Maren: Something I learned at ASU that surprised me was that leadership opportunities are available to anyone! It is up to you to apply yourself and seek them out.

Q: Why did you choose ASU?

Lara: I wanted to stay in-state, but it was the well-established Honors College that made it stand apart from the other Arizona schools. I also really appreciated all of the research opportunities that ASU offers, and wanted to attend a large school with those kinds of resources at my fingertips.

Maren: I chose ASU for its size, location and engineering program!

Q: Which professor taught you the most important lesson while at ASU? What was that lesson?

Lara: I have been so fortunate to have learned from so many amazing professors, and to have so many role models whom I can turn to. Dr. Eva Szeli, principle lecturer in the Department of Psychology, and Dr. Mary Davis, professor and associate chair in the Department of Psychology, have both made such a large impact on my education. Perhaps one of the most important lessons that I have learned was from Dr. Davis, who instilled in me the confidence to value my academic pursuits.  The confidence she instilled has stuck with me for a while, and I am so grateful to her. 

Maren: I am very fortunate to have had amazing mentors throughout my journey at ASU, all with fantastic advice that helped me get to where I am now, but one of the biggest lessons that my current research mentor, Dr. Bartelle, taught me, was that you do not need to be an expert in an area that interests you to pursue it – you need to have the interest to learn.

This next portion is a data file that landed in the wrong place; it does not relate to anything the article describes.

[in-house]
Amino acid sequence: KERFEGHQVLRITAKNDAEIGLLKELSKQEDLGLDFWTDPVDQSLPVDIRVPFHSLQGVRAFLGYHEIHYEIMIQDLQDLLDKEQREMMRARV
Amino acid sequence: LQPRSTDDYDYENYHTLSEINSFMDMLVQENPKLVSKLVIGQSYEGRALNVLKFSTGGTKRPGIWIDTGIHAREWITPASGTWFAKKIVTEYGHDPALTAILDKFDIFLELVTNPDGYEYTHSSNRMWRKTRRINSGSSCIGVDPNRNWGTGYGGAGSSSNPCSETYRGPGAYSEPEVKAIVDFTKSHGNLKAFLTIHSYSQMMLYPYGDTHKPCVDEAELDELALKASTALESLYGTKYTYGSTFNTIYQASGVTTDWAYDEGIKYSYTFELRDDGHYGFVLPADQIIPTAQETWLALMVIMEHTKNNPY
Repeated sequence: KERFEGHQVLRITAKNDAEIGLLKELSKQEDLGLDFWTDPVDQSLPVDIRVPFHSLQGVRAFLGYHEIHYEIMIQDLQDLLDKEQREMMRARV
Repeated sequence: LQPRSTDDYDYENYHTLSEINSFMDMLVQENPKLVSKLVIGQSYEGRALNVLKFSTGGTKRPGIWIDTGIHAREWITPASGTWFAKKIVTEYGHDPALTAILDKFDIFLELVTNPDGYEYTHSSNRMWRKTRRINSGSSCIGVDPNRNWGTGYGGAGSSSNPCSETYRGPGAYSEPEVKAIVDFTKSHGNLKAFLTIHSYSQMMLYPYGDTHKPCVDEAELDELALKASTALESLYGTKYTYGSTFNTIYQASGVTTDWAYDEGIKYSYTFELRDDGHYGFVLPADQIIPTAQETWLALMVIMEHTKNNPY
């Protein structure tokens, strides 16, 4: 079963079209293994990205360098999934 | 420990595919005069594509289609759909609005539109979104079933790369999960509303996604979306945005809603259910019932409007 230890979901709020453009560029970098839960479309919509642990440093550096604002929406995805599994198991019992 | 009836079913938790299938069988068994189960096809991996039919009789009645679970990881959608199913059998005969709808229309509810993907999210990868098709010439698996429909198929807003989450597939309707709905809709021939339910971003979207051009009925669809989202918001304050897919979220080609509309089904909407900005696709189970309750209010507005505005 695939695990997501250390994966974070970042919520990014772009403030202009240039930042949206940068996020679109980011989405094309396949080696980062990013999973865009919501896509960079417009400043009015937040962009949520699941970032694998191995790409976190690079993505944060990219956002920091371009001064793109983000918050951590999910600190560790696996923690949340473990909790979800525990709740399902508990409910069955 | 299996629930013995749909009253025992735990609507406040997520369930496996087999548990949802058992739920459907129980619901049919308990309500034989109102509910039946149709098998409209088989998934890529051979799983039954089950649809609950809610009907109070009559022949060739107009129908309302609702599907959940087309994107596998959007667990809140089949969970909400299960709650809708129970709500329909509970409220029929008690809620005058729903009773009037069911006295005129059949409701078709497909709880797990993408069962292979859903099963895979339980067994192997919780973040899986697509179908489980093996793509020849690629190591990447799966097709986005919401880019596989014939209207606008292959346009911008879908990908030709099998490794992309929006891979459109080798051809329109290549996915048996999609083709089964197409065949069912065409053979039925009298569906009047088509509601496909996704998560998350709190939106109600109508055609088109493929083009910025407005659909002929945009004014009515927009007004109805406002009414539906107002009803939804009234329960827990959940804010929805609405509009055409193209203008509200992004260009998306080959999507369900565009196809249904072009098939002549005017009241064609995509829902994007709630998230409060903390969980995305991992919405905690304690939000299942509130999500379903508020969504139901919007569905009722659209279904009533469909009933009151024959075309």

Q: What’s the best piece of advice you’d give to those still in school?

Lara: I have so many pieces of advice! For those of you who are pre-med: Find friends who encourage you throughout your education and try to distance yourself from the deeply ingrained comparative culture that exists within many pre-med groups and classes. Focus on the aspects of yourself that you bring to the table, rather than what other people have – you are enough. And for anyone: Form a meaningful connection with at least one professor and find an adviser with whom you really connect. Both of these resources will be invaluable to you. 

Maren: My biggest pieces of advice to those currently in school are to build yourself a support system and do not compare yourself to others! Set yourself up for success by utilizing the resources available to you, like exam review sessions and office hours, but take the time to enjoy the journey before you are done.

Q: What was your favorite spot on campus, whether for studying, meeting friends or just thinking about life?

Lara: Noble Library! I loved to sit in the arm chairs on the bottom floor in the mornings and get to work while the light trickled in from the glass ceiling. It made me feel so at peace with myself and where I am in my life.